If you dig the Green Bay Packers, as many in these parts do, you likely enjoyed getting the first glimpse of the preseason schedule. Though preseason football is unwatchable, it means the season is that much closer.

If you dig music and beer, as many in these parts do, you likely enjoyed getting the first glimpse at the headliners for all the side stages at Summerfest. That’s the huge festival on the lakefront in Milwaukee.

In each case, you learn what you’ll be seeing, but not when.

There’s a fair amount of wishful thinking that goes into perusing that Summerfest list. Of the 63 side stage acts — Summerfest casts a wide net — only three or four look interesting.

I’d drive a couple of hours and put up with thousands of people to see Buddy Guy and Lewis Black, and to see whatever constitutes the Spinners and Morris Day and the Time these days.

Some of the acts I’ve seen: Billy Idol, Dr. John and Pat Benatar (all of whom I’d see again) and Alice Cooper, Styx and the Eagles (all of whom I’d pass on, unless Alice was playing his straight-up rock show minus the Halloween theatrics).

I’m most stoked for our son Evan. Three of his fave bands — Bad Religion, Social Distortion and Dropkick Murphys — are among the side stage headliners. It’s fun to see him digging it, but Pops must observe from a respectable distance these days. I get that. Maybe his experience will be like mine once was.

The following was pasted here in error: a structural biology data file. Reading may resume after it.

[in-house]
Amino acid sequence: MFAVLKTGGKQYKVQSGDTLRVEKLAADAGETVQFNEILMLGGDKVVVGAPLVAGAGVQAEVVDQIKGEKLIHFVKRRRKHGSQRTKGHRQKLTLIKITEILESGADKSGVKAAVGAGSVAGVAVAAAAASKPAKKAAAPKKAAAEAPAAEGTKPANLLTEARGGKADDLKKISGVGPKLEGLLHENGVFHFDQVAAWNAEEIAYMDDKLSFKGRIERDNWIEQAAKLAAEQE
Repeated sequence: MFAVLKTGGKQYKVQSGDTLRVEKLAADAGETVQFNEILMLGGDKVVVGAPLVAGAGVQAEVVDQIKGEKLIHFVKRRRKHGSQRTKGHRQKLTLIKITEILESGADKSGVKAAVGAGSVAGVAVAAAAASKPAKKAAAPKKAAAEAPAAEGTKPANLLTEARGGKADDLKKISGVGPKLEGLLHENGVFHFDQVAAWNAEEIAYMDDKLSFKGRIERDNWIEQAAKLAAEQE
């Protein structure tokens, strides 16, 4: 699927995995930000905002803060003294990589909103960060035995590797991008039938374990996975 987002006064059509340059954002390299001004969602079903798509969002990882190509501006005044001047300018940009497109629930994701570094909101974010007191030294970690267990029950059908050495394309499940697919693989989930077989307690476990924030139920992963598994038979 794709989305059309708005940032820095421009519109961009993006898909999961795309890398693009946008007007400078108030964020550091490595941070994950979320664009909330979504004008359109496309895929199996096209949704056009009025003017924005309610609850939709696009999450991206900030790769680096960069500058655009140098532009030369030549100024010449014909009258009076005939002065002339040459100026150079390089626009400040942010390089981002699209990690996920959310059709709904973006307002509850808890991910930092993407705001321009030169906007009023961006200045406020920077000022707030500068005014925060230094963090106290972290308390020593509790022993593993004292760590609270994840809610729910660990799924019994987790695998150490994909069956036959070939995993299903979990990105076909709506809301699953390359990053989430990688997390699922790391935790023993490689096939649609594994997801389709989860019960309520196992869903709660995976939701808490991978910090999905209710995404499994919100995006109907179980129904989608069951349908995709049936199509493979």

Thirty years ago, we saw Tina Turner on a side stage at Summerfest. She was just 43, but was considered an oldies act. She had split from Ike Turner, had no record contract and was touring with two backup singers.

Yet on that night, on that side stage in the middle of the Summerfest grounds, it was wild. To call her show sizzling or scorching or incendiary doesn’t do it justice. It was insane. You couldn’t believe what you were seeing and hearing.


“Ball of Confusion,” Tina Turner, 1982. It’s a single culled from “B.E.F.: Music of Quality and Distinction, Volume 1,” a British comp on which Martyn Ware and Ian Craig Marsh of Heaven 17 did duets with a variety of partners. The LP is out of print but the single is available digitally.

Maybe we heard this. Hard to say. That long-ago night is a blur.

This Temptations cover became a top-5 hit in Norway in 1982. That got Turner a record deal in the UK. She and the gents from Heaven 17 then covered Al Green’s “Let’s Stay Together,” a top-10 hit in the UK in 1983. That got her a record deal in the States. “Private Dancer” followed in 1984, and the rest is history.

Please visit our other blog, The Midnight Tracker, for more vintage vinyl, one side at a time.


Filed under April 2013, Sounds